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Title: Molecular dynamics simulations of liquid flow in and around carbon nanotubes
Author: Nicholls, William David
ISNI:       0000 0004 2740 2149
Awarding Body: University of Strathclyde
Current Institution: University of Strathclyde
Date of Award: 2012
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The advent of carbon nanotube (CNT) synthesis has created exciting new oppor- tunities in fluid dynamic applications as the fluid behaviour can deviate signifi- cantly from conventional continuum expectations. CNTs indicate major potential in nanotechnologies such as seawater desalination. Molecular dynamics (MD) is often the numerical method of choice for fluid dynamics at the nanoscale due to its high level of detail and accuracy. Using the “controllers” of Borg et al.[1], we are able to shrink the computa- tional domain required for molecular dynamic simulations of the external flow of liquid argon past a CNT and significantly increase the simulation’s computational efficiency. We apply three pressure differences across a CNT membrane carrying liquid argon, and compare the results of the pressure-driven flow through the nanotube with hydrodynamic predictions and Navier-Stokes solutions. We find that both fail to accurately predict flow behaviour in this problem. Non-equilibrium molecular dynamics simulations are then used to investigate water transport through (7,7) CNTs, investigating how changing the CNT length affects the internal flow dynamics. We show that, under the same applied pressure difference, an increase in CNT length has a negligible effect on the resulting mass flow rate and fluid flow velocity. Axial profiles of fluid properties demonstrate that entrance and exit effects are significant in the transport of water along CNTs. Large viscous losses in these entrance/exit regions lead into central “developed” regions in longer CNTs where the flow is effectively frictionless. Finally, we investigate how changing the number of structural defects in the wall of a (7,7) single-wall carbon nanotube (CNT) affects the water transport and internal fluid dynamics. Structural defects are modelled as vacancy sites (missing carbon atoms). We find that, while fluid flow rates exceed continuum expectations, increasing numbers of defects lead to significant reductions in fluid velocity and mass flow rate. The inclusion of such defects disrupts the nearly- frictionless water transport commonly attributed to CNTs. The results presented in this thesis are crucial in the development of future nanotechnologies such as CNT membranes for selective material separation.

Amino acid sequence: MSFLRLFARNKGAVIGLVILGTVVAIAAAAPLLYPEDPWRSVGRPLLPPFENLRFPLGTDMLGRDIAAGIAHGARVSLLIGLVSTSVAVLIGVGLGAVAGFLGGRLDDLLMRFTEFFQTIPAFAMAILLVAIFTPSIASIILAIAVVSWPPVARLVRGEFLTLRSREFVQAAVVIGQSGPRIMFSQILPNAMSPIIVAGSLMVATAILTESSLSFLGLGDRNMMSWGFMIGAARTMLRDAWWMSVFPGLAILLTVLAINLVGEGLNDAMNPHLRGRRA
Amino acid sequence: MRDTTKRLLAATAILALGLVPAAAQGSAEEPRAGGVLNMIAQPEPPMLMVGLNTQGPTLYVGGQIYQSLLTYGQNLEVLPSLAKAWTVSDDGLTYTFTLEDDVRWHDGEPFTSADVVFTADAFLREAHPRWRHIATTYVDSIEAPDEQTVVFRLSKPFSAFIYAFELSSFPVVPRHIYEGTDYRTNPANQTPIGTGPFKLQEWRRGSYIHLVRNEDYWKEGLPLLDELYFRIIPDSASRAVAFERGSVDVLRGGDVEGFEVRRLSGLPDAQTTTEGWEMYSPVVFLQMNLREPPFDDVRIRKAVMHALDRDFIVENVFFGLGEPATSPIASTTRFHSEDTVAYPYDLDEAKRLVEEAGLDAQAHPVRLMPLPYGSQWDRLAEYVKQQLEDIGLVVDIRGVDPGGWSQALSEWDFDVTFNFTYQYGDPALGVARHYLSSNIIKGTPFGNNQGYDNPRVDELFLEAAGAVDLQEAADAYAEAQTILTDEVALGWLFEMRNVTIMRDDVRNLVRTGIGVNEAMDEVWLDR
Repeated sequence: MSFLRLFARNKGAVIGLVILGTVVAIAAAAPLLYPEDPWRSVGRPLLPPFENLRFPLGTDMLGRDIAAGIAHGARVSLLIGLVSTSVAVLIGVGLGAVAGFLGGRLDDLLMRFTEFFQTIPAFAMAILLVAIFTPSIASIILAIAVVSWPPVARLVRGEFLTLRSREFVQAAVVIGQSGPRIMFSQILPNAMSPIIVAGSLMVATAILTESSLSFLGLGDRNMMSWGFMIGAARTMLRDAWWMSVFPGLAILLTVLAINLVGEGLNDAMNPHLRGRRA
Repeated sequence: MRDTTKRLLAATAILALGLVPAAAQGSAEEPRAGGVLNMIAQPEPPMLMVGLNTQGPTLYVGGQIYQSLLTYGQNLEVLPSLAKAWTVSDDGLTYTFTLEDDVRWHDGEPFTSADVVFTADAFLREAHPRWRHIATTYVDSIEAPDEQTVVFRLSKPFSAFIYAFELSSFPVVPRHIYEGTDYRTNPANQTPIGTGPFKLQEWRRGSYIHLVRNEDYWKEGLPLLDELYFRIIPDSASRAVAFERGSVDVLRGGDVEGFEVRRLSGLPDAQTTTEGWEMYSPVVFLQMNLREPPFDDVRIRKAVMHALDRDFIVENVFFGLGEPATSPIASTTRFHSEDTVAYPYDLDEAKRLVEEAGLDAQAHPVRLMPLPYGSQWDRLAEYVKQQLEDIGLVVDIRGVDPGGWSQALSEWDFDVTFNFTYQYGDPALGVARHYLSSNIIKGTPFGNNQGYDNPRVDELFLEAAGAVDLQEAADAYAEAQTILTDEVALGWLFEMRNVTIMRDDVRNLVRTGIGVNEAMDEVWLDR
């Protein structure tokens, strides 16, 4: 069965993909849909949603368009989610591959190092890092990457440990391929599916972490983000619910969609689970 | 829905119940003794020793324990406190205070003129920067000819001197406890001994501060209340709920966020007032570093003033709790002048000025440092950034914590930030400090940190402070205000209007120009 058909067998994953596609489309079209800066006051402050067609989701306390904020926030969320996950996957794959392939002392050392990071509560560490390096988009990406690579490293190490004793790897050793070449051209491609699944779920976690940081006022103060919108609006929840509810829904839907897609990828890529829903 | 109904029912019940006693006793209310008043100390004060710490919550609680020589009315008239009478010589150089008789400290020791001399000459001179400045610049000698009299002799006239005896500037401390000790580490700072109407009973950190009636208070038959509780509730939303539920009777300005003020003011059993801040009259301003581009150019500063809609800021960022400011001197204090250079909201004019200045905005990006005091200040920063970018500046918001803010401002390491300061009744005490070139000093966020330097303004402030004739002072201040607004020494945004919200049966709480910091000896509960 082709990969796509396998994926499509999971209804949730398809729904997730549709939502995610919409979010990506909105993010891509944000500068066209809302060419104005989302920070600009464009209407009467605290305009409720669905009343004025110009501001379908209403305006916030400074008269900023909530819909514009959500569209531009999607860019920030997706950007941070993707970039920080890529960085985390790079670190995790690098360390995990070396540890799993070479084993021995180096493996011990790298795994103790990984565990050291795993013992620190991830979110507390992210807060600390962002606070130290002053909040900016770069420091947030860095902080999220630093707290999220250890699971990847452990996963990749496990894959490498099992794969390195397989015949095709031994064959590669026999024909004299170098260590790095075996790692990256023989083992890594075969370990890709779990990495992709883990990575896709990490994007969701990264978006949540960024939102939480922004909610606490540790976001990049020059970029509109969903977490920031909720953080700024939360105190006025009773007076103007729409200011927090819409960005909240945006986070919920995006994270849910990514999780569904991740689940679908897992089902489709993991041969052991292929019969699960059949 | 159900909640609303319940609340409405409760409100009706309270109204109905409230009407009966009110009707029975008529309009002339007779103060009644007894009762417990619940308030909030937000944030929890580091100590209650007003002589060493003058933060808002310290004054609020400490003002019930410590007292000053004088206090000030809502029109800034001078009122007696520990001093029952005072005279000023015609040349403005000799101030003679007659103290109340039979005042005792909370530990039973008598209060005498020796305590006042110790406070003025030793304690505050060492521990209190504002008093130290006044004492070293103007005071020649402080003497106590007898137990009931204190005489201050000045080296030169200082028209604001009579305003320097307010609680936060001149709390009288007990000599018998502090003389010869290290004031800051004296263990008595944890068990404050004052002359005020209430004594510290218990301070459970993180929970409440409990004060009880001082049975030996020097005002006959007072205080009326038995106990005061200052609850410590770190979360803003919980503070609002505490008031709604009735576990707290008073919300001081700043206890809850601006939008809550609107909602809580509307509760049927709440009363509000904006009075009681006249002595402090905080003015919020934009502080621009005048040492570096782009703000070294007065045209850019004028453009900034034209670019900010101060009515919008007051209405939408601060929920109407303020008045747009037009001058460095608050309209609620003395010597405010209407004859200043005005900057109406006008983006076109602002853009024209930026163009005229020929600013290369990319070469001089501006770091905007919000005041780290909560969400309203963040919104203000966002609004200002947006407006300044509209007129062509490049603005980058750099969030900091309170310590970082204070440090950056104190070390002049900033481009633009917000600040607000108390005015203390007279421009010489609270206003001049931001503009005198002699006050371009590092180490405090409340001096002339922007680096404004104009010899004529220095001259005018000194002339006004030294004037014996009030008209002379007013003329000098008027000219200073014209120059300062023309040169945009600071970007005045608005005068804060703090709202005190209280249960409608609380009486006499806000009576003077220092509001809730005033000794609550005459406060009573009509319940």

Supervisor: Not available Sponsor: Not available
Qualification Name: Thesis (Ph.D.) Qualification Level: Doctoral
EThOS ID:  DOI: Not available